Innovation complacency post-pandemic could cost firms dearly

13 October 2021 5 min. read
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Simply surviving the last two years of chaos has left many firms feeling like they are inherently “doing enough,” when it comes to innovation. Firms would be wise to avoid complacency though, with a new study warning that those who are not innovating further for the economic recovery could soon be left behind – either by competitors or start-ups.  

Ayming’s study was based on a survey of 585 senior executives and R&D Directors, uncovering the drastic impact the pandemic has had on research and development (R&D). It found that the majority of businesses saw the Covid-19 crisis push their innovation campaigns forward. While 82% of businesses agreed that the pandemic has accelerated innovation, 25% of all firms said that this acceleration was “drastic.” 

It may not be a surprise to learn that healthcare and pharmaceuticals, and IT and telecoms saw the greatest leaps forward. According to Ayming, the largest number of respondents in healthcare saw their market’s innovation accelerate “a little” in response to the public health crisis, while the biggest portion to see that acceleration become drastic was found in the IT segment – as huge swathes of work suddenly became remote operations. 

How has the Covid-19 crisis impacted innovation in your market

The crisis did not have such a positive impact on all industries though. A number of outliers either saw no change, or saw the crisis stall innovation at a notable rate. The worst hit of these was the automotive segment – where 24% of respondents said they believed their market’s innovation had stalled. The consumer goods and manufacturing sector was also thought to have struggled to adapt its innovation culture amid the pandemic, with just under 21% of respondents stating the same thing. 

At the same time, the picture was more complicated for some segments, where relatively similar numbers of respondents found they had been boosted or inhibited by the crisis. In the energy segment, similar numbers saw innovation stall and accelerate drastically – something which has seen many firms come out of the crisis strongly, but many more fold in the post-pandemic era.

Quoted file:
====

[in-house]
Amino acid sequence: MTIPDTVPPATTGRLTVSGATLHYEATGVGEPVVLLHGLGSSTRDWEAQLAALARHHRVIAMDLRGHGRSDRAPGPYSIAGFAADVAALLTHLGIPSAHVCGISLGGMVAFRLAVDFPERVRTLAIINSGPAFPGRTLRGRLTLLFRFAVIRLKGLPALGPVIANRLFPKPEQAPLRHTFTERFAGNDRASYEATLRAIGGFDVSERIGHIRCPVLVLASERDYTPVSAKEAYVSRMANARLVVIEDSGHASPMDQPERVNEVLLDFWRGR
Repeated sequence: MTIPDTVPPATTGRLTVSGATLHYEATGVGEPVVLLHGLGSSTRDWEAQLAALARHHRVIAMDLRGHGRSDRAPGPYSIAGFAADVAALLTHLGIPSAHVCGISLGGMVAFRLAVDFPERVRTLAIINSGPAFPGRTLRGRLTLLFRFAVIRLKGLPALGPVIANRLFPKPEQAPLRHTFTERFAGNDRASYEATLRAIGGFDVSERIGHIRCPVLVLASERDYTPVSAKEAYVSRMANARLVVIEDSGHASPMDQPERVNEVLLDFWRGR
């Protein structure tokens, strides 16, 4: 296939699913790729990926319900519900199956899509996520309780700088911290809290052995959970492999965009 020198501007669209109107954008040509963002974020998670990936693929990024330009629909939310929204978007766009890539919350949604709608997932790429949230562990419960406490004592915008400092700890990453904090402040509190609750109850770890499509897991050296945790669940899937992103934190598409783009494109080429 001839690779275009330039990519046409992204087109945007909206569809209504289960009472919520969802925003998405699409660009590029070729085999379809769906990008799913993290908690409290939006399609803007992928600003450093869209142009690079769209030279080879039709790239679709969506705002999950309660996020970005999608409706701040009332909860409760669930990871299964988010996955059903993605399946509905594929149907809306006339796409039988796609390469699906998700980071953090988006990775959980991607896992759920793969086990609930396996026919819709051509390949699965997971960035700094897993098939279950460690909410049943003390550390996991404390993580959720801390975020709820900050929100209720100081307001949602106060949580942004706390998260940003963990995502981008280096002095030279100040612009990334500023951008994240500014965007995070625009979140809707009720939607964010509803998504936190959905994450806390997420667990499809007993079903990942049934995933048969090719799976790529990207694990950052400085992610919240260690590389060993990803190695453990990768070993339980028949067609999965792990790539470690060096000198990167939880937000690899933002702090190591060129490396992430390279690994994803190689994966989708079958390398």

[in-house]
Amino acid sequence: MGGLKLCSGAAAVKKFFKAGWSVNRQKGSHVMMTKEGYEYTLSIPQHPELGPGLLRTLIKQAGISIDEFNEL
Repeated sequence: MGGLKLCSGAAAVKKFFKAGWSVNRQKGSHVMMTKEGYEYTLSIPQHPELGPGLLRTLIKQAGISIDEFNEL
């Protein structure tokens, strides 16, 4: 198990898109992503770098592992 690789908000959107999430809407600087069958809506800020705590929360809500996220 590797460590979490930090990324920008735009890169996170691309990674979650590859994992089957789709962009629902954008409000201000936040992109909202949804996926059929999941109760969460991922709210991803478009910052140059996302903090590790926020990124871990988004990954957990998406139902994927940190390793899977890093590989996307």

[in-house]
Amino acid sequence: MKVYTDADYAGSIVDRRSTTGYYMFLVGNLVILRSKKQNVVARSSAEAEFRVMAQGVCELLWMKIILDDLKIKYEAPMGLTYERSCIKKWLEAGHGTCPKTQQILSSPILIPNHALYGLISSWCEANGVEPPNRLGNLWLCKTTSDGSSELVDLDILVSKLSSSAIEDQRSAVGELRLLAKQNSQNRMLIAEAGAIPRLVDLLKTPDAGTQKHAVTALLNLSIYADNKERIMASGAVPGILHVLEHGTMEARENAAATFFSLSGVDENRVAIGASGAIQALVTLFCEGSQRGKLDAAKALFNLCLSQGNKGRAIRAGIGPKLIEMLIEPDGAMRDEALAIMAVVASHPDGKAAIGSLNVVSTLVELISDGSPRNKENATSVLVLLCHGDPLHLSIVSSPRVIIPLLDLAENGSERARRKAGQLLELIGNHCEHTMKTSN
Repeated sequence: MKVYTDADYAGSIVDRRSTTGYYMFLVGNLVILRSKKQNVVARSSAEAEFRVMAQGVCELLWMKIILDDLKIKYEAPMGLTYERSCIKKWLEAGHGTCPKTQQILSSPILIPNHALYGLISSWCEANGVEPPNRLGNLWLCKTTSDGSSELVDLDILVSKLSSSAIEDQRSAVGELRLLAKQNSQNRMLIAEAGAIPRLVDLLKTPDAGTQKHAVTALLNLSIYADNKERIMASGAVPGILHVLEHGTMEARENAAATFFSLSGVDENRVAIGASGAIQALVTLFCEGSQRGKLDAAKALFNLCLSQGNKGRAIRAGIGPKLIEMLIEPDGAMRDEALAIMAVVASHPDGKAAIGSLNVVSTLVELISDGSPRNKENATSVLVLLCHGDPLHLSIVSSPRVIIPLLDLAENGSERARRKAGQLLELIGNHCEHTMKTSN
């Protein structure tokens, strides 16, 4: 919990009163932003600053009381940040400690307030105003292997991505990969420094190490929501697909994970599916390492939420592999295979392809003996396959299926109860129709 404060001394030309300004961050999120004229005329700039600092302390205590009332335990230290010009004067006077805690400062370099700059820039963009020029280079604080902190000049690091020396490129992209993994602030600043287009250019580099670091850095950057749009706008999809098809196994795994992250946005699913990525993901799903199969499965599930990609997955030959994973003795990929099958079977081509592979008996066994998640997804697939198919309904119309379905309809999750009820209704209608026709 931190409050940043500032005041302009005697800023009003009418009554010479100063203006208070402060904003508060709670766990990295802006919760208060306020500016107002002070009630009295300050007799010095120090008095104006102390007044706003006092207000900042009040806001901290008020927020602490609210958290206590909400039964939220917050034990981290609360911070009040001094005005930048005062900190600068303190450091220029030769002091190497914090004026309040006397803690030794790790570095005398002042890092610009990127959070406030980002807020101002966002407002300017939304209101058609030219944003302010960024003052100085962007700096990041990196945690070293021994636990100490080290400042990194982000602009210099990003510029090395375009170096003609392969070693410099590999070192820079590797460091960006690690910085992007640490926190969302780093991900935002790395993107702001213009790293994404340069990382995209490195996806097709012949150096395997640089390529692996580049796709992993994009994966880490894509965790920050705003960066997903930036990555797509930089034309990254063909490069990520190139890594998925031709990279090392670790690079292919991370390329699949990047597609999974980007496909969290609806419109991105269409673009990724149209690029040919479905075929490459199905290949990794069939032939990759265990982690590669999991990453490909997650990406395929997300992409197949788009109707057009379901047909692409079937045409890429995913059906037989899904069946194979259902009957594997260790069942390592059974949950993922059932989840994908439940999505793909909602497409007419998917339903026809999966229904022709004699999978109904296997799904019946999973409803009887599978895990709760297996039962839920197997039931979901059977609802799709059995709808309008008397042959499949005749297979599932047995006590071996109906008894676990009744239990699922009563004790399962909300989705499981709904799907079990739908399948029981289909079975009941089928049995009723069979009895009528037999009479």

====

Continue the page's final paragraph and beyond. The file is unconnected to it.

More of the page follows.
Which of the following statements best relates to your business’s innovation during Covid-19

With that being said, business leaders’ perceptions of their wider market can only be so accurate – as generally they only know what is going on inside their company. When it came to reflecting on their own firm’s performance, respondents across all sectors seemed broadly even more positive – even when from those outlying industries. 

In particular, the number of energy firms which had not innovated because of a lack of R&D talent; diminished financial resources; or the challenges of remote work; were far fewer than those who had innovated successfully in some way. More than a quarter had innovated “a little, with minor adjustments,” while a further 22% said they had innovated “very successfully,” adapting to seize Covid-19 opportunities. Similar patterns were also found in the consumer goods and automotive sectors. 

Do you believe your business’s current level of innovation is keeping pace with the level of innovation in your market

This may be why the vast majority of respondents seemed to believe their firms were keeping pace with the innovation levels of their constituent markets. Ayming found that energy firms were actually most confident of this. With one-fifth having asserted that Covid-19 had stalled innovation in the sector, over 32% of respondents in the sector said they “strongly believe” they are keeping up with the competition. 

Similarly, no other industry saw a majority of respondents say they “doubt” or “strongly doubt” their position in terms of innovation. While positive, however, Ayming warned that this attitude might also breed complacency. Among a media narrative of “doom and gloom,” if businesses surviving feel they are “doing well” just by doing so, they may not be keeping properly informed on the innovation due to come to the market – either from competitors, or new start-ups. 

Mark Smith, Partner of Innovation Incentives at Ayming UK, commented, “We know Covid-19 has completely shaken up whole industries and economies. It has simultaneously created the perfect environment for disruption while creating challenges for R&D teams and businesses… Unfortunately, it has made it very difficult to know how much R&D will be enough. The secretive nature of R&D means businesses don’t know what disruptive forces are emerging in their sector. However, a crisis like Covid-19 will always lead to the emergence of new, forward-thinking propositions. We can already see new start-ups and services emerging, and there is likely plenty more to come.”